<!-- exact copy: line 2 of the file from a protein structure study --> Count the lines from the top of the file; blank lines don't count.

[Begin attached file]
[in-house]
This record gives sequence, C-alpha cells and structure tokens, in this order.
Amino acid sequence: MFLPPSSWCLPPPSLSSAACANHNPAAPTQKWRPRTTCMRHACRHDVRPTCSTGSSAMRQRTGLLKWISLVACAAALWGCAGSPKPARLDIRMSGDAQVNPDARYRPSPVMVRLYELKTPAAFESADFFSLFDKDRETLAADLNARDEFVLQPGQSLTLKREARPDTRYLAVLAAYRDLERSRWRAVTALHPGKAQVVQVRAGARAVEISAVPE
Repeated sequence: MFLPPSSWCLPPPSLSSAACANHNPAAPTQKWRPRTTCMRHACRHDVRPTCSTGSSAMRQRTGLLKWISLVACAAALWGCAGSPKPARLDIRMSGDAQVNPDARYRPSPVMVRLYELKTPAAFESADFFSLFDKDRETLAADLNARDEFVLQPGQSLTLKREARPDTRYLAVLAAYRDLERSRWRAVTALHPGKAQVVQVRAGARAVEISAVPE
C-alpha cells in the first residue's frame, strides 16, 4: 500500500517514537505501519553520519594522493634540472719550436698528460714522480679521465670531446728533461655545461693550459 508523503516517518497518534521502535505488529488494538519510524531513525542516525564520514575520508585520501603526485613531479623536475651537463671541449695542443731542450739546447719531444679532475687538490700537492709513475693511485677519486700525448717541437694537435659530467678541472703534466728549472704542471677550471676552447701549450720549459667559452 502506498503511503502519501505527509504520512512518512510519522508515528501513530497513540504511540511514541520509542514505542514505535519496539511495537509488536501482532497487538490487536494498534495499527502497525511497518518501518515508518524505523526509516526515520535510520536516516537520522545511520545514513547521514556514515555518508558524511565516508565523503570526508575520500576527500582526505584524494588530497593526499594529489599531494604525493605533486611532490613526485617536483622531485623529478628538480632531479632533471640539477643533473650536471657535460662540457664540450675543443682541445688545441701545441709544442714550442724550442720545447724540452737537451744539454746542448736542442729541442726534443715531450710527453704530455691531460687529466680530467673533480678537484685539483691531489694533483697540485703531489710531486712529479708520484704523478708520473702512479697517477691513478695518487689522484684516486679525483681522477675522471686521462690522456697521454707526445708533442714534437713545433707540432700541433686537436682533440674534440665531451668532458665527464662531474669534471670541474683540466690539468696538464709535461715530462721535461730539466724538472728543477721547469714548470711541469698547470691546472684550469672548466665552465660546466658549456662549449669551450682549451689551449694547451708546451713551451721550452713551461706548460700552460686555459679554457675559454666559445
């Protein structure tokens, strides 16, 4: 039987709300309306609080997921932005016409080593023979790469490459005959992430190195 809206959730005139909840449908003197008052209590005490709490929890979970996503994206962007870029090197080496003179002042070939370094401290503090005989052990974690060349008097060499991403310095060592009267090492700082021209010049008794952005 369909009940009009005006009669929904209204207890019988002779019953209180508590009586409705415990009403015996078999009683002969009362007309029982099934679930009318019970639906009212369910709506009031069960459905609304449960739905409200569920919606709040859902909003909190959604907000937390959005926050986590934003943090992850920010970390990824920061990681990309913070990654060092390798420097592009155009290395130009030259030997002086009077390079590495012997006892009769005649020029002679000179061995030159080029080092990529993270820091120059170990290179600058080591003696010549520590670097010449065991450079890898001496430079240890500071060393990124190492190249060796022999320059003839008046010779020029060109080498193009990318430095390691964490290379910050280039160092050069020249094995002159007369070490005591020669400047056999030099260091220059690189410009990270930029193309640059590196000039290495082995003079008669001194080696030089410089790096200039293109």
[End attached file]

This record gives sequence, C-alpha cells and structure tokens, in this order.